In situ hybridization (ISH), combined with immunohistochemistry, has become a powerful tool in the investigation of temporal and spatial relationships between specific cellular sources of mRNA and ultimate localization of translated protein. This review provides a discussion on basic ISH methods and a comprehensive examination of the literature on applications of ISH to the study of nephrogenesis, normal kidney, and renal disease. The review covers literature examining expression of mRNA encoding growth factors, proteins involved in signal transduction and transcription, proteolysis, extracellular matrix and a variety of other products involved in regulating cell remodeling during nephrogenesis. Expression of mRNA encoding many of these products diminishes in normal adult renal tissue, only to be reactivated during renal disease. Such a recapitulation of the expression of mRNAS involved in nephrogenesis might indicate that similar cellular events are required for remodeling during renal disease. In addition, ISH has allowed for the investigation of interactions between cells intrinsic to the kidney and inflammatory cells (and their biologically active products) recruited from exogenous sources. Although diagnostic use of ISH is currently limited, the implications for the use of this methodology in future clinical applications is promising.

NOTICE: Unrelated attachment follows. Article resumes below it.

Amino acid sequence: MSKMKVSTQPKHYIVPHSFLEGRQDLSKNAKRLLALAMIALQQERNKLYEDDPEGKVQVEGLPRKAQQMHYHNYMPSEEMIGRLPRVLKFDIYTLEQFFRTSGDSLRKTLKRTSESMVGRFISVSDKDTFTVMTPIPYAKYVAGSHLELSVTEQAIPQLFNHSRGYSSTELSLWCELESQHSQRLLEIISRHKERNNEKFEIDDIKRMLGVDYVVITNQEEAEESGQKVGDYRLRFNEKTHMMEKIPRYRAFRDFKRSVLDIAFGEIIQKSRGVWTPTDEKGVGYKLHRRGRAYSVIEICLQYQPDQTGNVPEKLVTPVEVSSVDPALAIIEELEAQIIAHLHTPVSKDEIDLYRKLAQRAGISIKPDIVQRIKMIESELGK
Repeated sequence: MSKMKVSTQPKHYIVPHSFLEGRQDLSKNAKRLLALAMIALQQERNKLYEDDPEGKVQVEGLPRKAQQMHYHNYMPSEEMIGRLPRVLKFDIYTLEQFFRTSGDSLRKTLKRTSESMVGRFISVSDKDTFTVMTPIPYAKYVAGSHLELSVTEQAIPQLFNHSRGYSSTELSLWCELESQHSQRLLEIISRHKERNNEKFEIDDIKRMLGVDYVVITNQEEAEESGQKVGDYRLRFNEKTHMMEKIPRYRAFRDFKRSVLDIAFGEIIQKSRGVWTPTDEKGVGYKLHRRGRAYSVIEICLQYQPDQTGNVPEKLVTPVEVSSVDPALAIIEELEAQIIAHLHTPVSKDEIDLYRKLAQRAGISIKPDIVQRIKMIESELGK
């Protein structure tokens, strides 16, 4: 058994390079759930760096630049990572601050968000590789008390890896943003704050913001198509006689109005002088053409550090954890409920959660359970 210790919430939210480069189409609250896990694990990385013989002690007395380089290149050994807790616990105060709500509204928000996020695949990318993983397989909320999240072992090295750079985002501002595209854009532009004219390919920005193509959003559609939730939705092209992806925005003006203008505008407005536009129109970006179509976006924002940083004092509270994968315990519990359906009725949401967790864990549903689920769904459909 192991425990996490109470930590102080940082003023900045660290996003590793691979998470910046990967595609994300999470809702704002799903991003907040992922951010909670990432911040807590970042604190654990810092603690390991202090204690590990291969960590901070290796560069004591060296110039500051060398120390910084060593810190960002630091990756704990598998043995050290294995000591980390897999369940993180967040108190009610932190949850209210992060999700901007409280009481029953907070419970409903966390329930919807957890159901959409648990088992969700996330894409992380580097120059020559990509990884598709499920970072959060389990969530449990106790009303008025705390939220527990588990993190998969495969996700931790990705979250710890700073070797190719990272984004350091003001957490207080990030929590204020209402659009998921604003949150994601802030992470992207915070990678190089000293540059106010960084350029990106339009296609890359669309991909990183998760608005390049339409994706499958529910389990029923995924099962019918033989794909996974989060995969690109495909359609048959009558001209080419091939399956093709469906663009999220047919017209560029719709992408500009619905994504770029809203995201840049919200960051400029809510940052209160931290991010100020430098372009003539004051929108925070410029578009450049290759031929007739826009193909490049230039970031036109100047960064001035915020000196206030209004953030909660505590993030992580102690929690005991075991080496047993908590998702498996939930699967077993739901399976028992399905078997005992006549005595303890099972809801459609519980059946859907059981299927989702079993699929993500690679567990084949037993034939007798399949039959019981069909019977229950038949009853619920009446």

|Original language||English (US)|
|Number of pages||20|
|Journal||Seminars in nephrology|
|State||Published - Jan 1 1995|
ASJC Scopus subject areas